1) With the National League passing a rule beginning in the 1979 season that required all team road jerseys (or third jerseys worn on the road) to feature NOBs, how were the 2005-06 Los Angeles Dodgers able to skirt this rule?

2) Instead of odd colored alternate uniforms, why don’t more NFL teams follow the lead of the Chargers, Bills and now, the Lions, and make Throwback uniforms the third style instead?

3) Who was the idiot at Score Board in 1989 who decided that the signed jerseys they sold needed to have pro-style taging in these retail items? Couldn’t they see (or maybe it’s “didn’t they care”) the ensuing problems these items would cause among game-used collectors? Even today, there are so-called authenticators who were active in the hobby 20 years ago and still can’t identify these!

3a) Same as above, but with the first round of NBA Commemorative Collection jerseys.

4) Why did the Montreal Expos order two sets of Wilson-made road jerseys and then decide to use Rawlings powder blues that were pretty much identical in style to the home whites?

5) What is it with the Chicago Cubs and blue alternate jerseys? They ordered blue mesh gamers from Russell for 1994 and never wore them, they hit up Russell for blue knits in 1997 and wore them only twice, and then ordered full runs of Majestic blue alternates for 2007, only to have team president John “I don’t have time to talk right now” McDonough decide at the last minute to not use them that season.

6) In the world of pro football in the 1970s, why did NFL uniforms made by Sand-Knit carry exclusive tags citing the specific team they were made for, while Sand-Knit WFL jerseys used such tags citing the league itself, and not the team?

7) Who can we trust to issue some sort of definitive reference work on pro and college game-worn football helmets? There are helmet experts out there, but the ones I am aware of only address individual questions, and haven’t provided a reference work…even regular Internet, SCD, or Beckett articles…on this branch of game-used collecting. It’s something that would be a definite blessing for gridiron game-worn collectors.

8) Why do some eBay sellers feel the need to denigrate other auction site dealers to try and gain business from buyers? I’m not talking about shady characters trying to deflect their own sins, either…I’m referring to people with excellent inventories and a strong reputation for having the real deal who have to throw language into their descriptions making it sound like they are the only bastion of legitimate items, and everything else on eBay is phony. A seller with the goods and the rep shouldn’t have to resort to this type of broad brush painting of his competitors to sell his own stuff…collectors are smarter than that.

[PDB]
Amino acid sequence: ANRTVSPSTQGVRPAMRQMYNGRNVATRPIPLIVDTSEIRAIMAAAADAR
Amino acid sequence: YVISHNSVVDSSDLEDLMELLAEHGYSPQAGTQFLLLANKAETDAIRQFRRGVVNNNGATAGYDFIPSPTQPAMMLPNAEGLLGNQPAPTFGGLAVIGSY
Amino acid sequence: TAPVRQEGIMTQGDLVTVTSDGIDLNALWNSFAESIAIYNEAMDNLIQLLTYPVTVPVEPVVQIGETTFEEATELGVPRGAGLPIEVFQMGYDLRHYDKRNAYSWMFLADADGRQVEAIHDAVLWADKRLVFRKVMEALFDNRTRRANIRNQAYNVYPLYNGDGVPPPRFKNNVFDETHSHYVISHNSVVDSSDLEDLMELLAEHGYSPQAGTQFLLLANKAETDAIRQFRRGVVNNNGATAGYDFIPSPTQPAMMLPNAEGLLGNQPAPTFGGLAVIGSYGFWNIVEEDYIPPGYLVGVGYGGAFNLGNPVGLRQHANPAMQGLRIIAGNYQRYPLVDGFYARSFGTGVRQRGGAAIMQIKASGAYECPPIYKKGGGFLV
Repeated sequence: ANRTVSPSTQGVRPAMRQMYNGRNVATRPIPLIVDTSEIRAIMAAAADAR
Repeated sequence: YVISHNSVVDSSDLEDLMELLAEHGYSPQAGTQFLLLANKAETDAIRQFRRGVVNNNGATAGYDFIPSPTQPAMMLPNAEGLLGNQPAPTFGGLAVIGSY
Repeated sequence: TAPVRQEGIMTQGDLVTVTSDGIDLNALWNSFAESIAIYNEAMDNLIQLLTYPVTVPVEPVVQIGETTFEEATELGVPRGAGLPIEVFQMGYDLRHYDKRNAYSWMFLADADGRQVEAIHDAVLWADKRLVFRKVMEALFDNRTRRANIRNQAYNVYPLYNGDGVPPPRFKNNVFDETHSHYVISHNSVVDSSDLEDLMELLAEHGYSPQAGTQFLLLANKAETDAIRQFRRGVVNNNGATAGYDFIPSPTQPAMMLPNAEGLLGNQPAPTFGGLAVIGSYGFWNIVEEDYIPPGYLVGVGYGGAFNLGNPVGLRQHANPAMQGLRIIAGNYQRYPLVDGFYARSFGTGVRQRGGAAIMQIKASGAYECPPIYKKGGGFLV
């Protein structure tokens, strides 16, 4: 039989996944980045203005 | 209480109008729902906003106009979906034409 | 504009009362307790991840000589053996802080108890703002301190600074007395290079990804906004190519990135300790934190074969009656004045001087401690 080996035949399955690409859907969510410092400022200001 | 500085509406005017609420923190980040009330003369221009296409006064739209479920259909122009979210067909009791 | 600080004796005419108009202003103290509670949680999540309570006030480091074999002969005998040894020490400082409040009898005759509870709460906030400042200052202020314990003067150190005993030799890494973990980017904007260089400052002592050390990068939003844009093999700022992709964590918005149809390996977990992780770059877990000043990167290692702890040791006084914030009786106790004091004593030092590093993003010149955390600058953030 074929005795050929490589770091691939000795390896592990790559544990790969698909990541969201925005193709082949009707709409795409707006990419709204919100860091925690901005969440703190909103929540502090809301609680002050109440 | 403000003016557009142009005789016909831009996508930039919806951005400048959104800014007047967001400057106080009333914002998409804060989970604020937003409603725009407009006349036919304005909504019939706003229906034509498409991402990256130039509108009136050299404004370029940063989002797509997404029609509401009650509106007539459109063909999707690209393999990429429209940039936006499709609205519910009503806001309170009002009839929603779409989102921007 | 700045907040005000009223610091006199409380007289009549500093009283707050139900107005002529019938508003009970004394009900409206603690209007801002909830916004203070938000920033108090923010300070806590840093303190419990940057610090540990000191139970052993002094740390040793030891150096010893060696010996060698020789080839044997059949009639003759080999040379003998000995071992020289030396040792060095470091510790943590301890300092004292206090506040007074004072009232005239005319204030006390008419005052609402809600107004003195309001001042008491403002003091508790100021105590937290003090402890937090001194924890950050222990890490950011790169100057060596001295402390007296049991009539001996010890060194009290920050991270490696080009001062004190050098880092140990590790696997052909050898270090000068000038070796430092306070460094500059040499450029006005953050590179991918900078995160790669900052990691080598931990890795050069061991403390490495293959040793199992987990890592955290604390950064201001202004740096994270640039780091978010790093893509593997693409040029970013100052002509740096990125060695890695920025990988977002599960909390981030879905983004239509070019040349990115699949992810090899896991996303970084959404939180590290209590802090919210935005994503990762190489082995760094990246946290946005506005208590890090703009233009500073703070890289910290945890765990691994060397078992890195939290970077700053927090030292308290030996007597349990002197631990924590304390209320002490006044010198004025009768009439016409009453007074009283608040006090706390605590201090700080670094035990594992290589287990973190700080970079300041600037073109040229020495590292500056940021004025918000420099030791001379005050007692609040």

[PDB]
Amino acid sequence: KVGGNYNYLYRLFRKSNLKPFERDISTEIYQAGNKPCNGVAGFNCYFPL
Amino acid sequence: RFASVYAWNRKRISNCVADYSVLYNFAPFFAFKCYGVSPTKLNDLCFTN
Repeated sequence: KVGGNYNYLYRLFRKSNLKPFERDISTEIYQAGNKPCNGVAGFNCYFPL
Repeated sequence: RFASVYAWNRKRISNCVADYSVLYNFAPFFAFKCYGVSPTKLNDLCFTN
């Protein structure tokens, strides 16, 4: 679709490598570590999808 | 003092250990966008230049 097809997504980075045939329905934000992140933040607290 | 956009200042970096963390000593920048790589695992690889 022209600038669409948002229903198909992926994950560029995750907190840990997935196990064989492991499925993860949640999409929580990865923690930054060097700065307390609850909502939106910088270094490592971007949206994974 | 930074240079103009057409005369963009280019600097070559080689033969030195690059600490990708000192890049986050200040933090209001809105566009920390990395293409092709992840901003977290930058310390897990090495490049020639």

This coming Saturday’s USC-UCLA football game has an interesting sub-plot. UCLA is the host team this time around, and will be wearing their home powder blues. USC is supposed to wear white as the designated road team, but coach Pete Carroll has thumbed his nose at the Pac-10 and has insisted that the Trojans will also wear home jerseys (red/maroon, in this case). The only palpable penalty for Carroll’s “statement” is for USC to be penalized two timeouts in the game itself.


I’m not discussing authenticity in this segment. I’m talking about player identification of jerseys of the NNOB variety, which occasionally can be misrepresented through wishful thinking, sloppy research, or bad info from a team employee.

Case in point: an eBay lot recently featured what was advertised as a game-used Cleveland Indians BP jersey of Orel Hershiser. The jersey came from a bulk purchase made from the Tribe several years ago, and had Orel’s #55 on the back…however, it wasn’t worn by Orel. The jersey’s sizing (2XL) would be a tent on the 180-pound Hershiser’s frame. Second, and more telling, the Majestic logo on the sleeve was the one introduced in 2000. Hershiser left the Indians after 1997.

A scan of rosters from the correct time frame (2000-2002) shows than Cuban pitcher Danys Baez wore 55 in 2001-02, with his frame more in tune with the XXL sizing than Hershiser’s. Somebody won a fully legitimate Tribe BP top, but one not worn by who they thought it was.


At the recent Chicago Sun-Times show in this area, one seller carried an unusual item on his jersey rack. Kip Ingle of suburban Atlanta had several items he purchased directly from former players Dal Maxvill and Lee Thomas. Thomas was dealt with while the former Angel was the GM for the Phillies. Among Thomas’ contributions to the Ingle inventory was a home Phillies prototype of then-manager Nick Leyva, fully tagged, but with no pinstripes. It apparently was a rejected style that the Phils were offered for consideration in the 1988-89 offseason. He was asking $200 for it, with no takers, as far as I know.


Randy Gumpert, a pitcher for 5 American League teams between 1936 and 1952, died at age 90. His best remembered event for Yankees fans was yielding Mickey Mantle’s first career home run while a member of the White Sox. Three of Gumpert’s playing seasons came in Yankee pinstripes, as well.

Red Murff, the scout who discovered Nolan Ryan, died in Tyler, Texas in a nursing home. He was 87. Murff also pitched for the Milwaukee Braves in 1956-57.

Ted Rogers, the man who bought the Toronto Blue Jays and has owned them since 2000, passed away due to the effects of congestive heart failure, at age 75.

Finally, NHL star Pit Martin,a 4-time NHL All-Star and participant in 1,101 games over a 17 seasons, was killed when his snowmobile crashed through the surface of an ice-covered lake. He was 64. Martin played for the Red Wings, Bruins, Blackhawks and Canucks, and was part of the renowned MPH Line for Chicago, joining Jim Pappin and Dennis Hull in that trio. The MPH line was due to be honored later this winter before a Blackhawks game.